Description Usage Arguments Details Value Note References See Also Examples

This function allows to calculate a prevalence surface (ratio of two intensity surfaces) and/or a relative risks surface (ratio of two density surfaces) using gaussian kernel estimators with adaptative bandwiths of equal number of observations or equal radius.

1 2 3 4 5 6 7 8 9 10 11 12 13 |

`object` |
object of class prevR. |

`N` |
integer or list of integers corresponding to the rings to use. |

`R` |
integer or list of integers corresponding to the rings to use. |

`weighted` |
use weighted data (TRUE, FALSE or "2")? |

`risk.ratio` |
calculate a relative risks surface instead of a prevalence surface (TRUE, FALSE or "2")? |

`keep.details` |
return surface of positive cases and surface of observed cases? |

`nb.cells` |
number of cells on the longuest side of the studied area
(unused if |

`cell.size` |
size of each cell (in the unit of the projection). |

`progression` |
show a progress bar? |

`short.names` |
should names of the output be short? |

This function calculates a prevalence surface as the ratio of the intensity surface (expressed in cases per surface unit) of positive cases on the intensity surface of observed cases and could also calculate a relative risks surface corresponding to the ratio of the density surface (whose integral has been normalized to one) of positive cas on density surface of observed cases.

This method is a variant of the nearest neighbour technique. Surfaces are estimated using gaussian
kernel estimators with adaptative bandwiths, bandwith size being determined by a minimum number of
observations in the neighbourhood (see `rings()`

for more details).
Fixed bandwiths could also be used. More precisely, the bandwith used is half the radius of rings of
equal number of observations or equal radius (parameters `N`

and `R`

) calculated by the
function `rings()`

.

See referenes for a detailed explanation of the implemented methodology.

`N`

and `R`

determine the rings to use for the estimation. If they are not defined,
surfaces will be estimated for each available couples (N,R). Several estimations could be
simultaneously calculated if several values of N and R are defined.

A suggested value of N could be computed with `Noptim()`

.

Object of class sp::SpatialPixelsDataFrame.
Surfaces are named according to the name of the corresponding variable, N and R
(for example: *k.prev.N300.RInf*). If `short.names`

is `TRUE`

and if there is
only one combination of couples (N, R), variable names will not be suffixed by the value of
N and R.

Estimated variables are (depending on the function parameters) :

"k.pos" unweighted intensity surface of positive cases.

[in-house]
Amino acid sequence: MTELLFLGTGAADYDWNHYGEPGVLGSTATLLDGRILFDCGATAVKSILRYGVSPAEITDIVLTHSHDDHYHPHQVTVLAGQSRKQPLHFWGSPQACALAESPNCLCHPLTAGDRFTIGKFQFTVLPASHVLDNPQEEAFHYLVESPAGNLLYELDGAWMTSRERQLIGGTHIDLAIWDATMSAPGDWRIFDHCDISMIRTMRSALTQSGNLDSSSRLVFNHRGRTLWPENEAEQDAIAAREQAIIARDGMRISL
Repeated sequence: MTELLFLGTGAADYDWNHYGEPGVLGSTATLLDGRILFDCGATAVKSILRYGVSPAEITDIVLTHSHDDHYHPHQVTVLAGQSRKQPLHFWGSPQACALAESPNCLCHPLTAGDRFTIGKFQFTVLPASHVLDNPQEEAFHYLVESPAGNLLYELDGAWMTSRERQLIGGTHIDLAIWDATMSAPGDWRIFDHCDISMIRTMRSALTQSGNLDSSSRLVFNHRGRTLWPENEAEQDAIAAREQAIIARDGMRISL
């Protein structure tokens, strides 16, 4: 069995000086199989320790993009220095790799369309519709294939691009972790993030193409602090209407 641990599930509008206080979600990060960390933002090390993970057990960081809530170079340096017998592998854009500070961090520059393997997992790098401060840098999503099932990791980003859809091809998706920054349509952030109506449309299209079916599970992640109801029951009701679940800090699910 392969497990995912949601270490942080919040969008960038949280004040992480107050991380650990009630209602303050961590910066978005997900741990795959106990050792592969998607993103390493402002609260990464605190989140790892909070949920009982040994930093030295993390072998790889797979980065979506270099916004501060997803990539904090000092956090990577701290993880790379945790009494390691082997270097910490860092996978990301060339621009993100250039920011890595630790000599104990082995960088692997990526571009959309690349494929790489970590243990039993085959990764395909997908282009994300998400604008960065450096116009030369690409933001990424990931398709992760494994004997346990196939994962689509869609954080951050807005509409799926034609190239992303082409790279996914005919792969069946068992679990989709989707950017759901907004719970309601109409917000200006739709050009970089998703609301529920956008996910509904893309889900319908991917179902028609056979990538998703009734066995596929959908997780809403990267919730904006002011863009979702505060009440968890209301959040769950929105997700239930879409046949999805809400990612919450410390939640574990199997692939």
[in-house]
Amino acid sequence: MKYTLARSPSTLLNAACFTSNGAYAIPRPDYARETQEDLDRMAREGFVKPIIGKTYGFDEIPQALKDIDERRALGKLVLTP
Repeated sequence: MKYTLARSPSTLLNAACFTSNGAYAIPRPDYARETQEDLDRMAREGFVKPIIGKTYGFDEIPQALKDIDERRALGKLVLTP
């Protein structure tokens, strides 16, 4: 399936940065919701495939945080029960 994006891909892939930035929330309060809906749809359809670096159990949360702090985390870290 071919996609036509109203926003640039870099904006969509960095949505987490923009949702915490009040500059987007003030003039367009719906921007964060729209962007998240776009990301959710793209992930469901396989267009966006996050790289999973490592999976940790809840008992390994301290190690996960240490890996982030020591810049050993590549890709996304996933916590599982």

"k.obs" unweighted intensity surface of observed cases.

"k.prev" unweighted surface of prevalence (k.pos/k.obs).

"k.case" unweighted density surface of positive cases.

"k.control" unweighted density surface of observed cases.

"k.rr" unweighted surface of relative risks (k.case/k.control).

"k.wpos" weighted intensity surface of positive cases.

"k.wobs" weighted intensity surface of observed cases.

"k.wprev" weighted surface of prevalence (k.wpos/k.wobs).

"k.wcase" weighted density surface of positive cases.

"k.wcontrol" weighted density surface of observed cases.

"k.wrr" weighted surface of relative risks (k.wcase/k.wcontrol).

`NA`

value is applied to cells of the grid located outside of the studied area

(see `NA.outside.SpatialPolygons()`

).

Results could be plotted with `sp::spplot()`

.

prevR provides several continuous color palettes (see prevR.colors)
compatible with `sp::spplot()`

.

Calculated surfaces could be export using the function
`maptools::writeAsciiGrid()`

.

See the package sparr for another methodology to estimate relative risks surfaces, adapted for other kind of data than Demographic and Helath Surveys (DHS).

Larmarange Joseph, Vallo Roselyne, Yaro Seydou, Msellati Philippe and Meda Nicolas (2011)
"Methods for mapping regional trends of HIV prevalence from Demographic and Health Surveys (DHS)",
*Cybergeo: European Journal of Geography*, no 558, https://journals.openedition.org/cybergeo/24606,
DOI: 10.4000/cybergeo.24606.

`GenKern::KernSur()`

, `rings()`

, `Noptim()`

.

1 2 3 4 5 6 7 8 9 10 11 12 13 14 15 16 17 18 19 20 21 | ```
## Not run:
dhs <- rings(fdhs, N=c(100,200,300,400,500))
prev.N300 <- kde(dhs, N=300, nb.cells=200)
library(sp)
spplot(prev.N300, 'k.wprev.N300.RInf',
cuts=100, col.regions=prevR.colors.red(101),
main="Regional trends of prevalence (N=300)"
)
prev.krige <- kde(dhs, N=c(100,300,500), R=Inf,
nb.cells=200, risk.ratio=2, keep.details=FALSE
)
str(prev.krige)
spplot(prev.krige,
c('k.wprev.N100.RInf','k.wprev.N300.RInf','k.wprev.N500.RInf'),
cuts=100, col.regions=prevR.colors.red(101)
)
## End(Not run)
``` |

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